BFI preserves comedy training videos

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BFI preserves comedy training videos

Corporate training videos featuring comedians are to be preserved by the British Film Institute. Anyone who recalls being a delegate at a corporate conference in the late seventies or sitting in a bland training room in the eighties, will probably remember being exposed to at least one of John Cleese’s Video Arts training films. Such videos were popular with audiences and managers and dealt with topics including sales, leadership, customer service and workplace skills. The company used humour in its videos in order to make learning points more memorable. John Cleese said ‘People learn nothing when they’re asleep and very little when they’re bored’. However not all training managers agreed. Eddie Turpin Sales Director of EMP believed the humour got in the way of the core message. ‘People would be laughing so much, the actual key points in the video were lost on them’.

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Video Arts, was set up in 1972 by John Cleese and Sir Antony Jay (co-writer ‘Yes Minister’ & ‘Yes, Prime Minster’). The instructional films featured some of the UK’s best known comic actors of the last 40 years. Cleese also appeared in many of the productions as well as sourcing some of the country’s top comedy talent including Ronnie Barker, Ronnie Corbett, Bernard Cribbins and later in the eighties and nineties, Rik Mayall, Stephen Fry, Hugh Laurie, Emma Thompson, Dawn French and Jennifer Saunders all brought in to make new films as well as updated versions of the most popular original titles.

The company grew rapidly in the early eighties partly due to the emergence of Betamax video tape, making professional production costs lower and the output of training videos expanded. This was the era of the corporate video. Eventually, Cleese sold the company for £43million in 1989 but continued to appear in their productions. Martin Addison, chief executive officer of Video Arts, said: “Our library charts the changes that have taken place in the workplace and documents our unique approach of using humour to change behaviours at work’. Such history and work place issues captured on film has been seen by the British Film Institute as a filmed record of the ever changing face of the office. BFI senior curator Patrick Russell said: “Video Arts is an important part of the art and history of film-making that has had a real impact in the workplace.”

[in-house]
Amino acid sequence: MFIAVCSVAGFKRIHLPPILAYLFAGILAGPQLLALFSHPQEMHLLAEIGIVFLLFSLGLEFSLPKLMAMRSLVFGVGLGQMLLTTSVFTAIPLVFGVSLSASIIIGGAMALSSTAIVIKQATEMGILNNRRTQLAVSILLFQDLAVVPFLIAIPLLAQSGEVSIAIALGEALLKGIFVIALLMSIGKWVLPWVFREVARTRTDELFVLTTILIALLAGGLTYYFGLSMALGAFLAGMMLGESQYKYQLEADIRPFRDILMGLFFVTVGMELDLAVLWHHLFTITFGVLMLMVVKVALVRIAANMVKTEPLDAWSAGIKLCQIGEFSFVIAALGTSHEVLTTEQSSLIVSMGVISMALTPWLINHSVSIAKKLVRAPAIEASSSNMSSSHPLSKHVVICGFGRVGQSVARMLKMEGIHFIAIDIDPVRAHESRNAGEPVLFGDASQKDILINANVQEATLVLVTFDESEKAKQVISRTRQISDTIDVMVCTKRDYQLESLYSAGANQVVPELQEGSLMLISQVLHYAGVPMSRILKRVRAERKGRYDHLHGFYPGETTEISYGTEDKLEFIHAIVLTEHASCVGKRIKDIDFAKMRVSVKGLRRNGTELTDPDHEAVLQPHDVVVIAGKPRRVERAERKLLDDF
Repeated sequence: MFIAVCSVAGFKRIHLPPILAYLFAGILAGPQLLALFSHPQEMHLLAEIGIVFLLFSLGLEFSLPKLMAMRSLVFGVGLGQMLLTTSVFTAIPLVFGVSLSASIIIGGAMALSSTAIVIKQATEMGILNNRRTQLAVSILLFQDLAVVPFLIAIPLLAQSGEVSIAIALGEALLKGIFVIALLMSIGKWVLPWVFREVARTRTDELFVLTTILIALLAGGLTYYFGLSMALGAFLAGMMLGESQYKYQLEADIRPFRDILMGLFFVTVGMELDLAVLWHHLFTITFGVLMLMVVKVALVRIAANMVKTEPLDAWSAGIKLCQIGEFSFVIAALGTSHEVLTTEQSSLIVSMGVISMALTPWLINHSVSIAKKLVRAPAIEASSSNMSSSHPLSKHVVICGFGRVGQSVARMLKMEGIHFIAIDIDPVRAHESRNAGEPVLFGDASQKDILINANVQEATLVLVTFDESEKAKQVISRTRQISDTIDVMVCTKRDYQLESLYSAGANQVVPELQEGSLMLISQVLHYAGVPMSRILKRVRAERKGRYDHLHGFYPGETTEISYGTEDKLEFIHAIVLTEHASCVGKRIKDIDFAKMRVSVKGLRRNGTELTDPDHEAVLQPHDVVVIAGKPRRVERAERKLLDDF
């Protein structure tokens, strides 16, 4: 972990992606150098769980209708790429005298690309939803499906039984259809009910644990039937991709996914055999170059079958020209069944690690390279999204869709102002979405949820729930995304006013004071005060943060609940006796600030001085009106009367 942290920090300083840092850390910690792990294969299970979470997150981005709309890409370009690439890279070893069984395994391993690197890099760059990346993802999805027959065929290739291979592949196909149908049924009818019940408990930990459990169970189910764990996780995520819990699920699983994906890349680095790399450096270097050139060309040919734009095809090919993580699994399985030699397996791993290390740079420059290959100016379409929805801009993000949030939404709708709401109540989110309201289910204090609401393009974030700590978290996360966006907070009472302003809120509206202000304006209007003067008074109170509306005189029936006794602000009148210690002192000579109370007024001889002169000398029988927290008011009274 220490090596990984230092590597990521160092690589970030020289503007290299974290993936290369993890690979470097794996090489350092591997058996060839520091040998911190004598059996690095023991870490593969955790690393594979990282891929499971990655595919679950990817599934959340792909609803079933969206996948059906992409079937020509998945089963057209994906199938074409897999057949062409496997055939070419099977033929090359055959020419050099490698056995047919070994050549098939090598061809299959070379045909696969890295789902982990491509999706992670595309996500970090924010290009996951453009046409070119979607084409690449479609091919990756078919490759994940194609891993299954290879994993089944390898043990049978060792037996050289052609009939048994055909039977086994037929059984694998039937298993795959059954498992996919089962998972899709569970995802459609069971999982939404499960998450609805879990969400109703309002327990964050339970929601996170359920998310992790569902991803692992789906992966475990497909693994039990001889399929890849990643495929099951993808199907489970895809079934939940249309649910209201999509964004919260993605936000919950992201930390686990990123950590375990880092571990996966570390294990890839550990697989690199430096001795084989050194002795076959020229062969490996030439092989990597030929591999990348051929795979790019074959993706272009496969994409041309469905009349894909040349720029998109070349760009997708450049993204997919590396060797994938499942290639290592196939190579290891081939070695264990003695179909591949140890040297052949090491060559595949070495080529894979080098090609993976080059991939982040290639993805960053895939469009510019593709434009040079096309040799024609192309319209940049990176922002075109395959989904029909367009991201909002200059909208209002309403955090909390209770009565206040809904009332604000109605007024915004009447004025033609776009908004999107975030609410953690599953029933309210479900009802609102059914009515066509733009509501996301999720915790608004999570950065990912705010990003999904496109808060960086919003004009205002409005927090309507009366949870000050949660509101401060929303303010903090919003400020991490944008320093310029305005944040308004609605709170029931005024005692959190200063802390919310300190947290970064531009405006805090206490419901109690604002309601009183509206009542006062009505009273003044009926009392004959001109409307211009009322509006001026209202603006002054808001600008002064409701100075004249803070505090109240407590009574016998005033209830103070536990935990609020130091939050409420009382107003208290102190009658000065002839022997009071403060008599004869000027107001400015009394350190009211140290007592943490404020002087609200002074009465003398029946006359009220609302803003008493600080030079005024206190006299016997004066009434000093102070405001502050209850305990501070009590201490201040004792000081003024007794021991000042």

The Video Arts catalogue of training films were seen as a ‘must have’ part of learning by many corporate trainers, and their popularity made them expensive. Companies could buy them outright or rent over a period of time, often costing thousands of pounds. Hence some were illegally boot legged among managers, old fashion copied video tapes were past under desks like some dodgy porn film.

Video Arts was again sold in 2007 to Tinopolis a Welsh independent TV company with a sports (Sunset & Vine) and drama division. The video company operates today with a catalogue of training expanding to e-learning still with humour at its heart and using modern day comedians and performers such as Ricky Gervais, Rob Brydon, Olivia Colman, Sally Phillips, Robert Lindsey and Kevin Bishop in some of its films.

To mark the entry of the collection in the BFI National Archive two key titles will be available from next month to view for free on the BFI’s VOD platform BFI Player: the 1974 film ‘Manhunt’ featuring John Cleese as three inept managers who can’t run a selection interview; and a 2016 short from the Leadership Essentials library called ‘Control Freakery’ which features Robert Webb and Sally Phillips.

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